– Sensitive habitat: relatively undisturbed rocky intertidal area.
– Steep cliffs and rocky shoreline pose hazards to shoreline users.
– High fire hazard in area east of Highway One.
5) Environmental and public safety concerns with overuse of already overburdened public infrastructure:
- The above environmental impacts are aggravated by infrastructure insufficiency. There has been an exponential rise in tourism along the coast that has impacted traffic on Highway 1. Itcan’t be overstated that Hwy. 1 is the only ingress/egress, both north and south, to the Carmel Highlands and greater Big Sur communities for both residents and first responders. It is already operating well above its design traffic capacity resulting in substantial congestion – especially on weekends and holidays, but increasingly more frequent even during the work week. There are often miles long traffic backups, parking overflows at Pt. Lobos causing unsafe traffic conditions and safety risks to pedestrians and drivers. It is not uncommon to require 1 to 2 hours just to drive from Carmel Highlands to Rio Road during peak commuter and recreational travel periods. Besides the general day to day disruption and inconvenience of not being able to reliably plan our normal daily activities (work, shopping, medical appointments, etc.), we are very concerned about what might happen if we need to travel on Highway 1 in an emergency at a time when traffic is at a standstill. Potentially, add to this the extra burden and of evacuating STR clients (locations and numbers perhaps unknown by first responders) from unfamiliar surroundings on these already congested roadways and hazards are multiplied.
- This congestion also contributes to increased air pollution and a greater potential for ocean and stream pollution due to larger quantities of highway runoff and/or accidental spills.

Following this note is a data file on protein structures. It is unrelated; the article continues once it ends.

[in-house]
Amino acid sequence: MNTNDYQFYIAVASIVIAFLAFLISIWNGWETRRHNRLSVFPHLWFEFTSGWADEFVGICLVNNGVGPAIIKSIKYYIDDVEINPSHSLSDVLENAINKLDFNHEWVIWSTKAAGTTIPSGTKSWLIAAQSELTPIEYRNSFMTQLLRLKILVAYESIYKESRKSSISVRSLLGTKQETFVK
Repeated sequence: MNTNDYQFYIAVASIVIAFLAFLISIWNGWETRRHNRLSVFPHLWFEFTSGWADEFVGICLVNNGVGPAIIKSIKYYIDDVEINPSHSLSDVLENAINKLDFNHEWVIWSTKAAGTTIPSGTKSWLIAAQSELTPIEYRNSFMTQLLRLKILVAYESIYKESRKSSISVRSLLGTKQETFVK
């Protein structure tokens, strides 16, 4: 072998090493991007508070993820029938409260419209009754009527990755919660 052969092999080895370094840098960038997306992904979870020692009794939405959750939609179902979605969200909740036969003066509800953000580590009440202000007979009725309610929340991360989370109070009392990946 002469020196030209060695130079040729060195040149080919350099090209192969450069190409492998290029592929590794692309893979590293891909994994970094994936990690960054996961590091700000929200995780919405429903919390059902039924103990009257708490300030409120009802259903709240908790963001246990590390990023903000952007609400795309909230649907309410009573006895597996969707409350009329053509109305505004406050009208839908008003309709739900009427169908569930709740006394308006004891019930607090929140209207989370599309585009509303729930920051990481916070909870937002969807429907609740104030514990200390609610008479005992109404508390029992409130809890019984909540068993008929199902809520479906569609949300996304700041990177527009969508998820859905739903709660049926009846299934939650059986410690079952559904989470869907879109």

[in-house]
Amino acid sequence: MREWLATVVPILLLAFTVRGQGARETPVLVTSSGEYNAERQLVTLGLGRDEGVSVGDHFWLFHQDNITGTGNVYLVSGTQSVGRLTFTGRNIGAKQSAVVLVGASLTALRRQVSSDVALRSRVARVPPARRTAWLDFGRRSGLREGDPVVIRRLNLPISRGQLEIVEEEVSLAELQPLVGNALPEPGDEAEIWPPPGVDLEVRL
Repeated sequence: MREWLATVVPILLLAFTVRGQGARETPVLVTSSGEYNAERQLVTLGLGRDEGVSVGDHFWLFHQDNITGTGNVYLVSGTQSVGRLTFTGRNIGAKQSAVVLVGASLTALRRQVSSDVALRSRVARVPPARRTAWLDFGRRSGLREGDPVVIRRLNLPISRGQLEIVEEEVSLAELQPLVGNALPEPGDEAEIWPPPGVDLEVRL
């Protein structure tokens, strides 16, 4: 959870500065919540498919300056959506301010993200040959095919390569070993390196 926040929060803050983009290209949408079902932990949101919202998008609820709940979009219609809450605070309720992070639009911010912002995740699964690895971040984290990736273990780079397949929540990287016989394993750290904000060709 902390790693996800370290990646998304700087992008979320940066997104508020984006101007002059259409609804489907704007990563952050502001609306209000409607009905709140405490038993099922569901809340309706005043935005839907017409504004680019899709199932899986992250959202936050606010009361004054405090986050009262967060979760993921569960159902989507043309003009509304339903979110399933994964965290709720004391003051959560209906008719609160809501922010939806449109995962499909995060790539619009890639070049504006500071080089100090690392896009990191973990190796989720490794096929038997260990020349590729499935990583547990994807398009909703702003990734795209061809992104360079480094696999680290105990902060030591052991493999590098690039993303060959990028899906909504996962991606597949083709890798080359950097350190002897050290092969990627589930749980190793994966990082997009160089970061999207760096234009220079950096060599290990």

- The additional traffic and congestion that is generated by the regular operation of short-term rentals within the community are, arguably, unknown and difficult to quantify. Nevertheless, Hwy. 1 is already dangerously above over-capacity such that any additional utilization would have negative impacts. Our anecdotal experience with the current illegal STR activity within our neighborhood suggests that both increased utilization and the introduction of commuters not familiar with the highways, local roads, traffic patterns and hazards has exacerbated the traffic and safety problems. It should be noted that, generally, STR activities are also highest during peak tourist season which is also when Hwy 1 is most impacted.
- The access roads within the Carmel Highlands are narrow, winding and can be confusing to visitors not familiar with the neighborhood. The street parking is very limited and generally unsafe with the potential to interfere with emergency access or evacuations. We are already
experiencing “lost” STR tenants, sometimes in the middle of the night, and increasingly, even limousines, tour busses and/or other larger vehicles carrying visitor and/or special event groups choking or completely blocking the narrow roads in the Highlands.
• Several of our neighborhood streets are private roads. These roads are generally not designed for the higher traffic or additional commercial activities produced by STR operations. These roads are maintained by the resident property owners and they should not be required to be saddled with additional repair and maintenance or to subsidize commercial activities that theydon’t approve of and were not the conditions that existed when their properties were originally purchased.
Monterey County Coastal Implementation Plan (Chapter 20.146.100)